This morning, I was invited to start my workday with a hike through the Don Valley in downtown Toronto. Canada Goose, famous for their Arctic expedition-quality parkas, has launched a new collection of lighter weight jackets, and what better way to learn about the technology than to throw one on and go for a stroll in the great outdoors?
New for this spring, Canada Goose is introducing their Multi-Zone Collection. Designed for warmth and comfort in less extreme conditions-‘like, say, a chilly spring day in Toronto–these jackets use ultra-light but still highly functional materials. Highlights include the ‘Lodge‘ (men’s) and ‘Camp‘ (women’s, pictured above, left) down hoodies, which feature quilted Hutterite white goose down filling and a triple layer of wind-blocking ripstop nylon for the outer shell, and the “Hybridge” line of softshell jackets (pictured above, right) tricked out with thermally-mapped quilted down panels in the areas where your body loses the most heat, and breathable panels where you’re most likely to sweat.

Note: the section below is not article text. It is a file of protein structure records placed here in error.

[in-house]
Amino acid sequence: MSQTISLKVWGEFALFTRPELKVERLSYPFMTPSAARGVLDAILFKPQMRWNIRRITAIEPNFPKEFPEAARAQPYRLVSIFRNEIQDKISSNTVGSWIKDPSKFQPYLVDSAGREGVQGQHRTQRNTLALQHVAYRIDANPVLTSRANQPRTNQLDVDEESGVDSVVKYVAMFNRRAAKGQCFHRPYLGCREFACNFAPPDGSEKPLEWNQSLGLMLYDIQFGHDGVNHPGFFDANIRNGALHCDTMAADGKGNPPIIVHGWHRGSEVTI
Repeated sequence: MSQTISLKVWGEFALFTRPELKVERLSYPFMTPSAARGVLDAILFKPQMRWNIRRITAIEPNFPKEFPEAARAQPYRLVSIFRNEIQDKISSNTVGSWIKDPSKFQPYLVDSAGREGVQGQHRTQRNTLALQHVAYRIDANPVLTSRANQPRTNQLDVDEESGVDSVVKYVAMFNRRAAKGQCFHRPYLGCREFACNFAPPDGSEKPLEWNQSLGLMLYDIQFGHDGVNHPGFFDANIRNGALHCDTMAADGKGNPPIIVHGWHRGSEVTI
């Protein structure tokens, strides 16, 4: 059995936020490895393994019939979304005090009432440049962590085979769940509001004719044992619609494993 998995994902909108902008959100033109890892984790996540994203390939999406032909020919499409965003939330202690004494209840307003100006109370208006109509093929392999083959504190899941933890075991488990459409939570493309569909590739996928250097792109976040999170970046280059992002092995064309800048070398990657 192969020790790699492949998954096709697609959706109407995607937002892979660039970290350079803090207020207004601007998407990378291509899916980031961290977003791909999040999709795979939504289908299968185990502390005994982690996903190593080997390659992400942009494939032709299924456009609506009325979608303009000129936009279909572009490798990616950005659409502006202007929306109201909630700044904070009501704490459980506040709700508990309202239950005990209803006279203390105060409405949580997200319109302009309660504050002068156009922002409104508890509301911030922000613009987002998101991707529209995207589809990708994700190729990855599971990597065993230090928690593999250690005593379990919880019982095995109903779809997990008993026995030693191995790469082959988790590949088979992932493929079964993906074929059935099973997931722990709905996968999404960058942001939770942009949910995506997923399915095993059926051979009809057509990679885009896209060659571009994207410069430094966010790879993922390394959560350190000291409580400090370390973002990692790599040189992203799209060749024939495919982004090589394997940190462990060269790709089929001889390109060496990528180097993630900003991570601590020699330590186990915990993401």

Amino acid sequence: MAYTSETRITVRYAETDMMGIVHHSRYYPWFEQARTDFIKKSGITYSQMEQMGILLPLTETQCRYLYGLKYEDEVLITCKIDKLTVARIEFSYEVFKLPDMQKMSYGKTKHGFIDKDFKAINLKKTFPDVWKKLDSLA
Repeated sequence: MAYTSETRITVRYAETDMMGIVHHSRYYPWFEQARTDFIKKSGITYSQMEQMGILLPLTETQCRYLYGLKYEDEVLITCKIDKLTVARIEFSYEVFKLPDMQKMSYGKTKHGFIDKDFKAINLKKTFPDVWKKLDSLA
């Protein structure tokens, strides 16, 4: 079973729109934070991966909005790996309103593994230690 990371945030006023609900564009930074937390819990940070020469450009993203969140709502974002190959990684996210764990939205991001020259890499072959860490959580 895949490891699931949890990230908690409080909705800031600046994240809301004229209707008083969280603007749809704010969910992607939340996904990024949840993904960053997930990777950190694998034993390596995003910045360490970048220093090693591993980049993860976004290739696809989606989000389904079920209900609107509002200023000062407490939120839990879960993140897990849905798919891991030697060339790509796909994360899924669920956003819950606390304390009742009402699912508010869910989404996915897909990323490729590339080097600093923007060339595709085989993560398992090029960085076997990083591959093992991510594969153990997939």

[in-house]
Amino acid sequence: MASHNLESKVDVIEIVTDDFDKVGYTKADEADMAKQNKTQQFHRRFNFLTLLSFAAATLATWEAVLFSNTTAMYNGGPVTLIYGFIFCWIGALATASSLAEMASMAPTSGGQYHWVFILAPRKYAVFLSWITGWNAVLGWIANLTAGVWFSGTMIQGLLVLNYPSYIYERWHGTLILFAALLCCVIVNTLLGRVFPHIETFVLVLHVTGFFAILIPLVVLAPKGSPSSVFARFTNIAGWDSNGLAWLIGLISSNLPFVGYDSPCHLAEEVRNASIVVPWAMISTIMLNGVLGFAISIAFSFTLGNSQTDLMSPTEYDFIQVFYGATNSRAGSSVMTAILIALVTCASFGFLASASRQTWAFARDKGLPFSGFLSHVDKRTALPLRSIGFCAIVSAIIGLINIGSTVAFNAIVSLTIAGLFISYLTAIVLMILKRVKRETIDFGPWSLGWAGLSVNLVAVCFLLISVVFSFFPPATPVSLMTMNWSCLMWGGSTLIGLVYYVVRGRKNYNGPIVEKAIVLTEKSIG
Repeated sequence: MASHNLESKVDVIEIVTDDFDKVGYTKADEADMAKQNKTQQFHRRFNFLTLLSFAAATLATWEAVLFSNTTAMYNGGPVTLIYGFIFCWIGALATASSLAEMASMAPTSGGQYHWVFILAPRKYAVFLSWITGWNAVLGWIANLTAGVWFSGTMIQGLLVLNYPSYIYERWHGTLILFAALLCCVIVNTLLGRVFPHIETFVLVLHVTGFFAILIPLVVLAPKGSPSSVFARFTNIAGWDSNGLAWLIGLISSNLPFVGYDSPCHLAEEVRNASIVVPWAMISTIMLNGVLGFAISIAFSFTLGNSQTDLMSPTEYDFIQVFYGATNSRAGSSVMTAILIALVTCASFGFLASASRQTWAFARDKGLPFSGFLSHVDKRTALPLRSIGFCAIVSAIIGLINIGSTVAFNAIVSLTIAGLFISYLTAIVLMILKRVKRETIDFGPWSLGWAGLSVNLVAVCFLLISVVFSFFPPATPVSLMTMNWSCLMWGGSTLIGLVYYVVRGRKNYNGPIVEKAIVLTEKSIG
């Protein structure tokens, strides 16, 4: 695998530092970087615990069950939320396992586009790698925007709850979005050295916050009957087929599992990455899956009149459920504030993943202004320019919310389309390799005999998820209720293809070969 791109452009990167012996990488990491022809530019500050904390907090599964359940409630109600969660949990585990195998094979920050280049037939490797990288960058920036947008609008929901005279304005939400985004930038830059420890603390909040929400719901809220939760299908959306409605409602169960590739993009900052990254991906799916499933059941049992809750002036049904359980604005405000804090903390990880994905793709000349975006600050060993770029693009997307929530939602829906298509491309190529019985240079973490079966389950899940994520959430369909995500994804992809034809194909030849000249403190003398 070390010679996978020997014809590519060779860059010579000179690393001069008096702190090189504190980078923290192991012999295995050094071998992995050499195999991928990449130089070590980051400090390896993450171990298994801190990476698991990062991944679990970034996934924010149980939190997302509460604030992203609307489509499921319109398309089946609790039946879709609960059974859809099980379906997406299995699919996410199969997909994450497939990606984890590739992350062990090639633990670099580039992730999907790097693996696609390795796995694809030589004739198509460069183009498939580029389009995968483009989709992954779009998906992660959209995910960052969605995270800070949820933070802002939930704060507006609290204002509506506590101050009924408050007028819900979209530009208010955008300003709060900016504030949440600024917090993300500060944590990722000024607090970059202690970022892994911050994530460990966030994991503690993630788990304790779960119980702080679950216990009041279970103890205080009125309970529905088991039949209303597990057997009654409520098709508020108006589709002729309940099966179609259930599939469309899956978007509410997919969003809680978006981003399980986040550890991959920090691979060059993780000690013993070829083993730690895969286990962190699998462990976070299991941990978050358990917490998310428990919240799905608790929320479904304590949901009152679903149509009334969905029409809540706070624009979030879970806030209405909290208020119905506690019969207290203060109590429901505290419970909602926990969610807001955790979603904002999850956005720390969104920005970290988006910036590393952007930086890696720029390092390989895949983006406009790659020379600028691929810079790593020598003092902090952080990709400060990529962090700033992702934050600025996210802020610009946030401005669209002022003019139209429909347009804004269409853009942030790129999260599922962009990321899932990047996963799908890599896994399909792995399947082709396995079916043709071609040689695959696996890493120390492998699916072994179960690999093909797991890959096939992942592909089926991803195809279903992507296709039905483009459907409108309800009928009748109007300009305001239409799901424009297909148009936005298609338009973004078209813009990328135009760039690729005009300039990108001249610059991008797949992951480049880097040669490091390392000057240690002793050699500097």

I was lucky enough to test out the Richmood Hoody (pictured above, and on me, at top), which is part of the limited edition collection of more fashion-minded, ‘urban’-styled jackets for this spring. The water-resistant quilted outershell has a slight sheen, and the iconic Canada Goose logo patch on the arm is done in all black, for a subtle toned-in look. The best part: Even though this jacket weighs practically nothing and has a slim fit and minimalist style that looks at home on city streets, it’s still packed with 800 fill power down that keep me comfortably warm for the duration of our hike.
An often-overlooked gem in the centre of the city, the hike took place at the Evergreen Brickworks. Situated on more than 40 acres of green space and surrounded by hiking and cycling trails (pictured at top in some photos I snapped during the hike), the site was once home to the quarry and kilns that produced the bricks from which much of the old city of Toronto was originally built back at the turn of the 20th century. The recently refurbished, the old brick factory buildings now house a weekend farmer’s market, a skating rink in the winter, sustainable vegetable gardens in the summer, educational nature programs for school children, art exhibitions, and more.